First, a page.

at a low pitch; deep: to sing low
at a low price; cheaply: to buy low
a low position, level, or degree: an all-time low
an area of relatively low atmospheric pressure, esp a depression
(electronics) the voltage level in a logic circuit corresponding to logical zero Compare high (sense 40)
the sound uttered by cattle; moo
to make or express by a low or moo
Sir David. 1891–1963, British political cartoonist, born in New Zealand: created Colonel Blimp See blimp2
early 13c., from low (adj.) + -ness.
“not high,” late 13c., from lah (late 12c.), “not rising much, being near the base or ground” (of objects or persons); “lying on the ground or in a deep place” (late 13c.), from Old Norse lagr “low,” or a similar Scandinavian source (cf. Swedish låg, Danish lav), from Proto-Germanic *lega- “lying flat, low” (cf. Old Frisian lech, Middle Dutch lage, Dutch laag “low,” dialectal German läge “flat”), from PIE *legh- “to lie” (see lie (v.2)).
Meaning “humble in rank” is from c.1200; “undignified” is from 1550s; sense of “dejected, dispirited” is attested from 1737; meaning “coarse, vulgar” is from 1759. In reference to sounds, “not loud,” also “having a deep pitch,” it is attested from c.1300. Of prices, from c.1400. In geographical usage, low refers to the part of a country near the sea-shore (c.1300; e.g. Low Countries “Holland, Belgium, Luxemburg,” 1540s). As an adverb c.1200, from the adjective.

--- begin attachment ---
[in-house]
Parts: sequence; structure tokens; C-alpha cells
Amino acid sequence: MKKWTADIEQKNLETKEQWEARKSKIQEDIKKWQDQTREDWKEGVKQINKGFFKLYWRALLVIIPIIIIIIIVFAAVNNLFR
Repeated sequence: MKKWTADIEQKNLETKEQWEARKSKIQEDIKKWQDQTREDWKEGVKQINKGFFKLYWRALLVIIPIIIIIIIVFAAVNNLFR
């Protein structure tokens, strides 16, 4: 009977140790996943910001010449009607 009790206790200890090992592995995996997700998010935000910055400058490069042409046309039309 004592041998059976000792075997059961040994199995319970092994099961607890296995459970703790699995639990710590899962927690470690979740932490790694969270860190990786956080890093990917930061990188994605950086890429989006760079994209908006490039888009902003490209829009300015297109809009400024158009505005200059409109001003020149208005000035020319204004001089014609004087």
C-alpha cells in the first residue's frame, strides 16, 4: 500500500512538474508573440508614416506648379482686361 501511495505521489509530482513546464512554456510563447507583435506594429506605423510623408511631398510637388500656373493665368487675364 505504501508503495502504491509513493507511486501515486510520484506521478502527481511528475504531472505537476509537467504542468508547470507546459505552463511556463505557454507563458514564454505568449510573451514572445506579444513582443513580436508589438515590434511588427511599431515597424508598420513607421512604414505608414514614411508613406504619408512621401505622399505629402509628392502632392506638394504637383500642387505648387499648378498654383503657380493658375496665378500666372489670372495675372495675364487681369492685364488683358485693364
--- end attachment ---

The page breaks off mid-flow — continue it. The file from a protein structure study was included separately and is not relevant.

Old English hlowan “make a noise like a cow,” from Proto-Germanic *khlo- (cf. Middle Dutch loeyen, Dutch loeien, Old Low Franconian luon, Old High German hluojen), from imitative PIE root *kele- (2) “to shout” (see claim (v.)).
sound made by cows, 1540s, from low (v.).
“hill,” obsolete except in place names, Old English hlaw “hill, mound,” especially “barrow,” related to hleonian “to lean” (see lean (v.)). Cf. Latin clivus “hill” from the same PIE root.
early 13c., from low (adj.). Of voices or sounds, from c.1300.
Sad; melancholy: I was so low and depressed (1744+)
A bad reaction to a narcotic; bummer (1960s+ Narcotics)
keep a low profile, lay low, lie low
[loun] /laʊn/ adjective, noun, verb (used with or without object), South Midland U.S. 1. calm; quiet. [loon] /lun/ noun, Scot. 1. 2 .
adjective Feeble; ineffectual; low-powered: The songs earned the obligatory pan from Rolling Stone: ”low-octane operatic drivel” (1990s+)
/laʊp/ verb, noun 1. (Scot) a variant spelling of loup2
noun, Music. 1. . noun, Music. 1. a standard of pitch in which A above middle C is established at 435 vibrations per second.